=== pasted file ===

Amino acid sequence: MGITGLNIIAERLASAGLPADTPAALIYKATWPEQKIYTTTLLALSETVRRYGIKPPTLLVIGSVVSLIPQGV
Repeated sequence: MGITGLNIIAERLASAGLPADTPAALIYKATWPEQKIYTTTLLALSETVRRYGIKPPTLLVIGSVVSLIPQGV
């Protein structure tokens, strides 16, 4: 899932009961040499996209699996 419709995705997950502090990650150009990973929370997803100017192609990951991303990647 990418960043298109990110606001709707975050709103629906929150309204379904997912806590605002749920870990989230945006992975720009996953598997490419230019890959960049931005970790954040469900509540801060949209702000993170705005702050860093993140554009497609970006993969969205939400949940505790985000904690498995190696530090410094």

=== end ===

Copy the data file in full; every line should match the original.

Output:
Amino acid sequence: MGITGLNIIAERLASAGLPADTPAALIYKATWPEQKIYTTTLLALSETVRRYGIKPPTLLVIGSVVSLIPQGV
Repeated sequence: MGITGLNIIAERLASAGLPADTPAALIYKATWPEQKIYTTTLLALSETVRRYGIKPPTLLVIGSVVSLIPQGV
């Protein structure tokens, strides 16, 4: 899932009961040499996209699996 419709995705997950502090990650150009990973929370997803100017192609990951991303990647 990418960043298109990110606001709707975050709103629906929150309204379904997912806590605002749920870990989230945006992975720009996953598997490419230019890959960049931005970790954040469900509540801060949209702000993170705005702050860093993140554009497609970006993969969205939400949940505790985000904690498995190696530090410094």